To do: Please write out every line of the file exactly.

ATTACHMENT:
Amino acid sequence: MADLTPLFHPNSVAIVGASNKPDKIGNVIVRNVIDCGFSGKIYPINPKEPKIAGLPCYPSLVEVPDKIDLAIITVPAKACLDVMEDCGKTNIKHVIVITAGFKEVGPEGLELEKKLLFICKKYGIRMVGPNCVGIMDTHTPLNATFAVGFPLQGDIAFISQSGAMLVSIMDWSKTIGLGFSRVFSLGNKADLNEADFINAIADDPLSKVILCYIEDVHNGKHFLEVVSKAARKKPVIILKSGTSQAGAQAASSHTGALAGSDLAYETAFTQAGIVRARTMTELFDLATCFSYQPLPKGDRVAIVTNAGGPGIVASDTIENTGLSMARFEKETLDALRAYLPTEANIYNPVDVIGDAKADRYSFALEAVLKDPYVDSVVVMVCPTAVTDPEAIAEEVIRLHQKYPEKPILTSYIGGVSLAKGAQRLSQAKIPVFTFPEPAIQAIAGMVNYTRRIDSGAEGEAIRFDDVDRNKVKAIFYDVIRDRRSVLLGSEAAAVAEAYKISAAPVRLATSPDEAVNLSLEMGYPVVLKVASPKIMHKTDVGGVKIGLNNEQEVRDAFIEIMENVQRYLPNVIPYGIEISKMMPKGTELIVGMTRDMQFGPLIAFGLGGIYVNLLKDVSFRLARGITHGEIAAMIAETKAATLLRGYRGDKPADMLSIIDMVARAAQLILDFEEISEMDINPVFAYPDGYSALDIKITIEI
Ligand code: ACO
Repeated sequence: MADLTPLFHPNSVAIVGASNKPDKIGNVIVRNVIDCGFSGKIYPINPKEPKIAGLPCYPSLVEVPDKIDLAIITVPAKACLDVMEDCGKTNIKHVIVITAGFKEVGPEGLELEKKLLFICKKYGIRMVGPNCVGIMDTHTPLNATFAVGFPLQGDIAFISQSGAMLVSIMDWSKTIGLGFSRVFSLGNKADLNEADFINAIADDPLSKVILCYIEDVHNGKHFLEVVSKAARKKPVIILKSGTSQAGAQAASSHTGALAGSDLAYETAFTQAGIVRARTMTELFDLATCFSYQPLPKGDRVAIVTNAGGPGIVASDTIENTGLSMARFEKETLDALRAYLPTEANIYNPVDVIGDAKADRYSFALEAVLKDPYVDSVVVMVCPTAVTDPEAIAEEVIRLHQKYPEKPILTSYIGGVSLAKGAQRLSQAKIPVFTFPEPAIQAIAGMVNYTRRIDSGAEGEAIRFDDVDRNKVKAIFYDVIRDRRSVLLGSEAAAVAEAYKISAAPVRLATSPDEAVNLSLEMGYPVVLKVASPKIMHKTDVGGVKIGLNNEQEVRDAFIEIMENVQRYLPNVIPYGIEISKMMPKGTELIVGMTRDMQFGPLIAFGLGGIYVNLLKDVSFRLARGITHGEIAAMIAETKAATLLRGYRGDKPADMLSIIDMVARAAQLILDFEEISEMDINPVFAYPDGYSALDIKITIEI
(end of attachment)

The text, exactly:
Amino acid sequence: MADLTPLFHPNSVAIVGASNKPDKIGNVIVRNVIDCGFSGKIYPINPKEPKIAGLPCYPSLVEVPDKIDLAIITVPAKACLDVMEDCGKTNIKHVIVITAGFKEVGPEGLELEKKLLFICKKYGIRMVGPNCVGIMDTHTPLNATFAVGFPLQGDIAFISQSGAMLVSIMDWSKTIGLGFSRVFSLGNKADLNEADFINAIADDPLSKVILCYIEDVHNGKHFLEVVSKAARKKPVIILKSGTSQAGAQAASSHTGALAGSDLAYETAFTQAGIVRARTMTELFDLATCFSYQPLPKGDRVAIVTNAGGPGIVASDTIENTGLSMARFEKETLDALRAYLPTEANIYNPVDVIGDAKADRYSFALEAVLKDPYVDSVVVMVCPTAVTDPEAIAEEVIRLHQKYPEKPILTSYIGGVSLAKGAQRLSQAKIPVFTFPEPAIQAIAGMVNYTRRIDSGAEGEAIRFDDVDRNKVKAIFYDVIRDRRSVLLGSEAAAVAEAYKISAAPVRLATSPDEAVNLSLEMGYPVVLKVASPKIMHKTDVGGVKIGLNNEQEVRDAFIEIMENVQRYLPNVIPYGIEISKMMPKGTELIVGMTRDMQFGPLIAFGLGGIYVNLLKDVSFRLARGITHGEIAAMIAETKAATLLRGYRGDKPADMLSIIDMVARAAQLILDFEEISEMDINPVFAYPDGYSALDIKITIEI
Ligand code: ACO
Repeated sequence: MADLTPLFHPNSVAIVGASNKPDKIGNVIVRNVIDCGFSGKIYPINPKEPKIAGLPCYPSLVEVPDKIDLAIITVPAKACLDVMEDCGKTNIKHVIVITAGFKEVGPEGLELEKKLLFICKKYGIRMVGPNCVGIMDTHTPLNATFAVGFPLQGDIAFISQSGAMLVSIMDWSKTIGLGFSRVFSLGNKADLNEADFINAIADDPLSKVILCYIEDVHNGKHFLEVVSKAARKKPVIILKSGTSQAGAQAASSHTGALAGSDLAYETAFTQAGIVRARTMTELFDLATCFSYQPLPKGDRVAIVTNAGGPGIVASDTIENTGLSMARFEKETLDALRAYLPTEANIYNPVDVIGDAKADRYSFALEAVLKDPYVDSVVVMVCPTAVTDPEAIAEEVIRLHQKYPEKPILTSYIGGVSLAKGAQRLSQAKIPVFTFPEPAIQAIAGMVNYTRRIDSGAEGEAIRFDDVDRNKVKAIFYDVIRDRRSVLLGSEAAAVAEAYKISAAPVRLATSPDEAVNLSLEMGYPVVLKVASPKIMHKTDVGGVKIGLNNEQEVRDAFIEIMENVQRYLPNVIPYGIEISKMMPKGTELIVGMTRDMQFGPLIAFGLGGIYVNLLKDVSFRLARGITHGEIAAMIAETKAATLLRGYRGDKPADMLSIIDMVARAAQLILDFEEISEMDINPVFAYPDGYSALDIKITIEI